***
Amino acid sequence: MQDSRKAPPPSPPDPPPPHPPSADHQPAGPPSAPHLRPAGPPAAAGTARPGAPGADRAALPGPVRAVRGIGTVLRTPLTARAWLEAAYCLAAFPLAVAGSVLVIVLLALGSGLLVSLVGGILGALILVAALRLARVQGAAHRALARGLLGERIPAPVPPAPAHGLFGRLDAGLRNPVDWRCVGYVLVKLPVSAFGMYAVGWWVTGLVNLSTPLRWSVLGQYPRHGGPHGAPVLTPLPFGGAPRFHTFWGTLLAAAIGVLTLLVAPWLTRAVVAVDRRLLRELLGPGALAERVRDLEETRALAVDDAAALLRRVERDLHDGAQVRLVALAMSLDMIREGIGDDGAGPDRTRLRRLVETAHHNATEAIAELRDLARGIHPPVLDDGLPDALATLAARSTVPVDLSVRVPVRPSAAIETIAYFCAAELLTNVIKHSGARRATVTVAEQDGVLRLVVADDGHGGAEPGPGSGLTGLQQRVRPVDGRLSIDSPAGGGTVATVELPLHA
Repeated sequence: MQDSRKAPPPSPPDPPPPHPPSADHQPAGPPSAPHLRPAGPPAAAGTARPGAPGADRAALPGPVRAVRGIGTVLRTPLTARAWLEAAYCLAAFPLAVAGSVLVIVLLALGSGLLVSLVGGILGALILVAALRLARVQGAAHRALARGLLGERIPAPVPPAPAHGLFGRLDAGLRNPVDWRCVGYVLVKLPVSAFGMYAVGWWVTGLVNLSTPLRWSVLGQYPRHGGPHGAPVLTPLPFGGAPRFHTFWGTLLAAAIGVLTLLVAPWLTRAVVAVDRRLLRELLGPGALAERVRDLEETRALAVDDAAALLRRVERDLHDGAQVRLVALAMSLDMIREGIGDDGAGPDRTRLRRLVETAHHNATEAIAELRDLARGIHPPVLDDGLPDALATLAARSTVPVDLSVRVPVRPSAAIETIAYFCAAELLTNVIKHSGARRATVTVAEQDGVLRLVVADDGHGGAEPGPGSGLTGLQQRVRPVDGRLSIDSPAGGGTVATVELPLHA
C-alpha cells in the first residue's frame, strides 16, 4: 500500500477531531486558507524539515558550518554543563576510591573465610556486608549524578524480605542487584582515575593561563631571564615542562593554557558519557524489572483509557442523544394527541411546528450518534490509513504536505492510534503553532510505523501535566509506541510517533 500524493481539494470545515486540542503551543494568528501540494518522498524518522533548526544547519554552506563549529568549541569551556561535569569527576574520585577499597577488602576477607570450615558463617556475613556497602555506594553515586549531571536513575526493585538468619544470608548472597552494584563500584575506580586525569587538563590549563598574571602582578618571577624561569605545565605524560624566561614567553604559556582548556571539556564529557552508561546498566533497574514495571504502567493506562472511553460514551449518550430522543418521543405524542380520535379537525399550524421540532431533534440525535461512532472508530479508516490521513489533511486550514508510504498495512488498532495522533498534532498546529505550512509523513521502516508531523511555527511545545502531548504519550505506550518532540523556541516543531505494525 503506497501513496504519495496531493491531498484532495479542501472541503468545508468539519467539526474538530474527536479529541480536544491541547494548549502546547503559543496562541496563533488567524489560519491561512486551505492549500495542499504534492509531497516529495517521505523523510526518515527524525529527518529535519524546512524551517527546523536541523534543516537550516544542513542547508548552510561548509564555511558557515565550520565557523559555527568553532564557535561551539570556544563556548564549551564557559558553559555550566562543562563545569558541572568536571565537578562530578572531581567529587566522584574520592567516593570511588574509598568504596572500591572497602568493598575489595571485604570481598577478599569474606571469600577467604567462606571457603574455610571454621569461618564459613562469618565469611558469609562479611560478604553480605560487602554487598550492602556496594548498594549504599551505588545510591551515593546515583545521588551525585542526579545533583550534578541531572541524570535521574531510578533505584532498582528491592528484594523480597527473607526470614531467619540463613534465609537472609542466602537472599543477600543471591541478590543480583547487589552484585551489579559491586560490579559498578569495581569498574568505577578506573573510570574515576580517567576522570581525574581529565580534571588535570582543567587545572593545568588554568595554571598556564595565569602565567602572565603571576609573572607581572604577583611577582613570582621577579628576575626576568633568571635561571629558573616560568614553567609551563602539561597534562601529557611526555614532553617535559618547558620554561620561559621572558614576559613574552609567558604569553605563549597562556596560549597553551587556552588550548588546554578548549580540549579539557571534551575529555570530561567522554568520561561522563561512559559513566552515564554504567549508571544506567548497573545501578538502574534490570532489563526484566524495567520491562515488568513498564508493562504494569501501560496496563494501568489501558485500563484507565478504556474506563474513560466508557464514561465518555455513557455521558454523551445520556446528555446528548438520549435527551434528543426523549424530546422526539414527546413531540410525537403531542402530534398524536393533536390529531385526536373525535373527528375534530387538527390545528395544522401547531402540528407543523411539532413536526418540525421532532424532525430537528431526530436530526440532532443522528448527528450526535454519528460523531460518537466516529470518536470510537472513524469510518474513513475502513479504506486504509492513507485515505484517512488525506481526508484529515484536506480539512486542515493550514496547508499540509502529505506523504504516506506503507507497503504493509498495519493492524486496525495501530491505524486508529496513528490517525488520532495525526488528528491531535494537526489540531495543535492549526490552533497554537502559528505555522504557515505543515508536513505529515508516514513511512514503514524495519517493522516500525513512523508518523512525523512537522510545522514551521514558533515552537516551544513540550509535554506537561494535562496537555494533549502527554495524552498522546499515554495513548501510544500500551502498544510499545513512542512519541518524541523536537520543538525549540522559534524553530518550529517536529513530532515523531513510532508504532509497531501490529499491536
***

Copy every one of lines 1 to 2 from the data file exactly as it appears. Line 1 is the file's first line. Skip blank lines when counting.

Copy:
Amino acid sequence: MQDSRKAPPPSPPDPPPPHPPSADHQPAGPPSAPHLRPAGPPAAAGTARPGAPGADRAALPGPVRAVRGIGTVLRTPLTARAWLEAAYCLAAFPLAVAGSVLVIVLLALGSGLLVSLVGGILGALILVAALRLARVQGAAHRALARGLLGERIPAPVPPAPAHGLFGRLDAGLRNPVDWRCVGYVLVKLPVSAFGMYAVGWWVTGLVNLSTPLRWSVLGQYPRHGGPHGAPVLTPLPFGGAPRFHTFWGTLLAAAIGVLTLLVAPWLTRAVVAVDRRLLRELLGPGALAERVRDLEETRALAVDDAAALLRRVERDLHDGAQVRLVALAMSLDMIREGIGDDGAGPDRTRLRRLVETAHHNATEAIAELRDLARGIHPPVLDDGLPDALATLAARSTVPVDLSVRVPVRPSAAIETIAYFCAAELLTNVIKHSGARRATVTVAEQDGVLRLVVADDGHGGAEPGPGSGLTGLQQRVRPVDGRLSIDSPAGGGTVATVELPLHA
Repeated sequence: MQDSRKAPPPSPPDPPPPHPPSADHQPAGPPSAPHLRPAGPPAAAGTARPGAPGADRAALPGPVRAVRGIGTVLRTPLTARAWLEAAYCLAAFPLAVAGSVLVIVLLALGSGLLVSLVGGILGALILVAALRLARVQGAAHRALARGLLGERIPAPVPPAPAHGLFGRLDAGLRNPVDWRCVGYVLVKLPVSAFGMYAVGWWVTGLVNLSTPLRWSVLGQYPRHGGPHGAPVLTPLPFGGAPRFHTFWGTLLAAAIGVLTLLVAPWLTRAVVAVDRRLLRELLGPGALAERVRDLEETRALAVDDAAALLRRVERDLHDGAQVRLVALAMSLDMIREGIGDDGAGPDRTRLRRLVETAHHNATEAIAELRDLARGIHPPVLDDGLPDALATLAARSTVPVDLSVRVPVRPSAAIETIAYFCAAELLTNVIKHSGARRATVTVAEQDGVLRLVVADDGHGGAEPGPGSGLTGLQQRVRPVDGRLSIDSPAGGGTVATVELPLHA